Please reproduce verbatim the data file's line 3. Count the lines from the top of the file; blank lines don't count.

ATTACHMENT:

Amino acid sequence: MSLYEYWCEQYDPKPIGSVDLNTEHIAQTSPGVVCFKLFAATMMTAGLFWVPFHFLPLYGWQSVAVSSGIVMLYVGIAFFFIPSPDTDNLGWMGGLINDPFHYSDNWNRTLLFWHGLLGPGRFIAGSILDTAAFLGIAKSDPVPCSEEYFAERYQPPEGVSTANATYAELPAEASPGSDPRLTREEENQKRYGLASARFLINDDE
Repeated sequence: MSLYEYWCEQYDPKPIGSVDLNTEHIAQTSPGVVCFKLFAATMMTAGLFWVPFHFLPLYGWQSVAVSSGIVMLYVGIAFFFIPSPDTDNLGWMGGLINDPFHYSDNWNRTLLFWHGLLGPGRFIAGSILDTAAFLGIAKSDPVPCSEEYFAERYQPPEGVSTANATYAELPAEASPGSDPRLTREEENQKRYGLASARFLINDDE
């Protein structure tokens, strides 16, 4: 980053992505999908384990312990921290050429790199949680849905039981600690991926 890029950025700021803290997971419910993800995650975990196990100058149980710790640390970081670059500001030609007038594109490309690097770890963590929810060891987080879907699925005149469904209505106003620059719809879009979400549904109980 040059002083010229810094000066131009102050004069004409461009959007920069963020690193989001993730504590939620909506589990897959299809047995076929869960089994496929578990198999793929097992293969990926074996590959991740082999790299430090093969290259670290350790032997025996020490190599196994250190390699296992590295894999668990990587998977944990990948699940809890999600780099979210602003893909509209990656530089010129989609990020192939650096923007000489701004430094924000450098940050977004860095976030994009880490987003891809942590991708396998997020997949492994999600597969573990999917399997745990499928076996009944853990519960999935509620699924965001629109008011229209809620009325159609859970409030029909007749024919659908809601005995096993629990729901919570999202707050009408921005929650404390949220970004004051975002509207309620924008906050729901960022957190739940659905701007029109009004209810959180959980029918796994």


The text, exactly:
């Protein structure tokens, strides 16, 4: 980053992505999908384990312990921290050429790199949680849905039981600690991926 890029950025700021803290997971419910993800995650975990196990100058149980710790640390970081670059500001030609007038594109490309690097770890963590929810060891987080879907699925005149469904209505106003620059719809879009979400549904109980 040059002083010229810094000066131009102050004069004409461009959007920069963020690193989001993730504590939620909506589990897959299809047995076929869960089994496929578990198999793929097992293969990926074996590959991740082999790299430090093969290259670290350790032997025996020490190599196994250190390699296992590295894999668990990587998977944990990948699940809890999600780099979210602003893909509209990656530089010129989609990020192939650096923007000489701004430094924000450098940050977004860095976030994009880490987003891809942590991708396998997020997949492994999600597969573990999917399997745990499928076996009944853990519960999935509620699924965001629109008011229209809620009325159609859970409030029909007749024919659908809601005995096993629990729901919570999202707050009408921005929650404390949220970004004051975002509207309620924008906050729901960022957190739940659905701007029109009004209810959180959980029918796994």